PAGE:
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Rosenberger - service down cold.

When rail freight shippers began shifting to Plate-F and cryogenic cars in the late 1980s, Henry L. Rosenberger, President of Pennsylvania-based Rosenberger Cold Storage Companies, wasn't going to let a few low Philadelphia tunnels stand in the way of his customer service plan.

"You've got a high car," Rosenberger told his customers, "we'll find a rail line."

Rosenberger spotted a dormant stretch of track that circumvented low-clearance areas and could shave miles off established rail routes to his suburban Philadelphia plants in Hatfield.

He hired an engineer, called in Conrail and Pennsylvania transportation officials and enlisted support from state and county law-makers. He won state grants. He tapped the pockets of a dozen local businesses who could benefit from better rail service and formed North Penn Rail Shippers Ltd. to execute reconstruction contracts.

In short, he put together a $2 million public/private partnership unprecedented in Pennsylvania's recent transportation history.

Two years later: A restored 10-mile stretch of track called the Stony Creek Railroad will cut miles and days off every eastbound rail freight shipment to RCS and dozens of companies in suburban Philadelphia. Service begins this spring.

Creative, Innovative

The Stony Creek line is just one story at a company that loves to solve its customers' problems. "We use creative, innovative solutions to problems. We've set up our business to respond in a flexible way that suits our customers' needs," says Rosenberger.

Eight generations of Rosenberger family history in agriculture-related services stand behind whatever Henry Rosenberger promises.

From 1945 to 1972, Rosenberger's Dairies offered Hatfield area families freezer storage as an added service. In 1972, Henry Rosenberger expanded into the cold storage and distribution business. Over the next 20 years, RCS built the five plants that now hold more than 21 million cubic feet of chilled and frozen foods. RCS's own fleet of trucks keeps deliveries on time.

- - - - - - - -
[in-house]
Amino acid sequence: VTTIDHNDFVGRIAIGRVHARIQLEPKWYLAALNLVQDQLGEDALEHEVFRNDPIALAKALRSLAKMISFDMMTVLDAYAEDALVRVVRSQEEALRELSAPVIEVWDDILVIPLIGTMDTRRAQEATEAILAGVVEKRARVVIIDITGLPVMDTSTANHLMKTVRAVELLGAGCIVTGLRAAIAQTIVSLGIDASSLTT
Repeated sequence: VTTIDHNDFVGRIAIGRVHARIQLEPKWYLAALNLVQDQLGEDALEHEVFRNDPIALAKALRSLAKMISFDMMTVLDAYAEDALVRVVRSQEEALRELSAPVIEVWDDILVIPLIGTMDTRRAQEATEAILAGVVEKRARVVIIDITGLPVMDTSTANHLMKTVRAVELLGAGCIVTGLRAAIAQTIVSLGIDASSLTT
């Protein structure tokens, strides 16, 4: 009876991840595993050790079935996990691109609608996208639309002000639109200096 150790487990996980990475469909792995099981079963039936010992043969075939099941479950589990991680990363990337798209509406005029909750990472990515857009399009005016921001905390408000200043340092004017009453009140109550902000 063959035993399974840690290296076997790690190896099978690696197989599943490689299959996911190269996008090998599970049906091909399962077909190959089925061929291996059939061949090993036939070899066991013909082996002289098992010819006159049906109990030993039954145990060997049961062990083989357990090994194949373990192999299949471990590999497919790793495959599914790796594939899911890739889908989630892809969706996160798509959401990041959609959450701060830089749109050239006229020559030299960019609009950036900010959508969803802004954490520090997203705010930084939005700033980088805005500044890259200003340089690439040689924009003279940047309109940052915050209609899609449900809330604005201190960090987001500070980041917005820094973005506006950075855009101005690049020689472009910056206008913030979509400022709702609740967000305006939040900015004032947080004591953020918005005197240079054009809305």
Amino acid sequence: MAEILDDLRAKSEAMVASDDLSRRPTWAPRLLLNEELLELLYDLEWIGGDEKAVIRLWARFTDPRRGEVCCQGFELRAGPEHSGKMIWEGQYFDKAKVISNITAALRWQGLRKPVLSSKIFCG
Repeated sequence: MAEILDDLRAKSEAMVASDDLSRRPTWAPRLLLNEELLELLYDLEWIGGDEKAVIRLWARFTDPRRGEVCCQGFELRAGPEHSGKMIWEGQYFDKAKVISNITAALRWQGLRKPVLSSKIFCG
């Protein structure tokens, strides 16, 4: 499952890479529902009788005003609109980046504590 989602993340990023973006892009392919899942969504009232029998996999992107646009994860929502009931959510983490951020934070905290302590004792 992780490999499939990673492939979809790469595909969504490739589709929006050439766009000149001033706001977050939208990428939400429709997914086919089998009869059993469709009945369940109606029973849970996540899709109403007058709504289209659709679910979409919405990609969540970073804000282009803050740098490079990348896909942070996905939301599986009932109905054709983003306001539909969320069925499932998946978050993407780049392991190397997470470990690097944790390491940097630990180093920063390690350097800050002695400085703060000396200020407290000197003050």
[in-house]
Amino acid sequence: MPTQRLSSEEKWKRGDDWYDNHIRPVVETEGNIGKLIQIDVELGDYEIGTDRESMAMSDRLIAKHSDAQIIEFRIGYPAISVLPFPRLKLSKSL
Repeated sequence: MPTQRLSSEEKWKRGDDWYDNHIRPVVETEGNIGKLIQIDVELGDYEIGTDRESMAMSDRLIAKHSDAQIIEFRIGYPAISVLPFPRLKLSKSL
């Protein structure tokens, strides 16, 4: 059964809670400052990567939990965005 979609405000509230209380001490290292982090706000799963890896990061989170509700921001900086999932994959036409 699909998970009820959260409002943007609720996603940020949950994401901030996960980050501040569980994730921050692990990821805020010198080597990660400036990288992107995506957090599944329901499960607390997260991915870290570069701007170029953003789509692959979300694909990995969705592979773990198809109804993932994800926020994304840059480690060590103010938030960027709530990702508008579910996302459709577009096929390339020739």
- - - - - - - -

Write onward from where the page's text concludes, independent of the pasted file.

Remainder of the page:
Today, the Rosenberger family name keeps food producers looking good to their customers from receipt to delivery. Rosenberger says, "We're really offering our customers confidence that their systems operate well on a daily basis. I like to think of it as a giant pipeline and RCS keeps it flowing smoothly."

Location, Location

And flow it does, through five plants strategically located to serve customers from Maine to Michigan to North Carolina. With three plants in Hatfield, plus sister plants Delaware Cold Storage in Wilmington, Delaware, and York Cold Storage in York, Pennsylvania, RCS offers weekly service to 16 Northeast and Middle Atlantic states. A sixth plant is planned for Lancaster, Pennsylvania, in 1993. To serve customers nationwide, RCS pools and links deliveries from warehouses throughout the United States to the Northeast and Middle Atlantic regions.

Highest Warehouse Standards

As RCS grows, each company warehouse is built and maintained to meet or exceed industry standards. Single-story warehouses maintain constant temperatures with ammonia refrigeration systems. Meticulous housekeeping standards are maintained.

"Reliable. Responsive. Flexible. We try to be a no-bull company," says Jim Styer, executive vice president and chief operating officer at RCS. "If our customers aren't concluding that, we aren't doing our job."

Praise From Customers

Customers return such respect.

"They are a top-notch organization, there's no doubt about it," says Rick Naeger, distribution manager at Pet Incorporated Frozen Foods, St. Louis. "We just don't have a problem with them. They take care of any problems before we know they exist."

In 1981, Pet began using RCS facilities in Hatfield for overflow product. Today, RCS is a Pet distribution center, handling 20 percent of Pet Corporation's Frozen Foods Division products.

When a customer calls Pet late in the day for next day delivery in the Northeast, Naeger has a hassle-free protocol: "You call Rosenberger's up and they'll take care of the order for you. We don't push them to do it, but it's there as you need it. They will go out of their way."

Building Partnerships

Gold Bond-Good Humor Ice Cream of Green Bay, Wisconsin, finds customer service at RCS well matches its own. RCS will handle approximately 15 percent of the company's total U.S. distribution this year.

"One of the ways we try to differentiate ourselves from our competition is through our commitment to all aspects of 'Excellence in Customer Service'," says Richard Van Der Leest, director of logistics at Gold Bond-Good Humor. "It is refreshing for us to build a partnership with a cold storage company that obviously shares the same philosophy regarding customer service."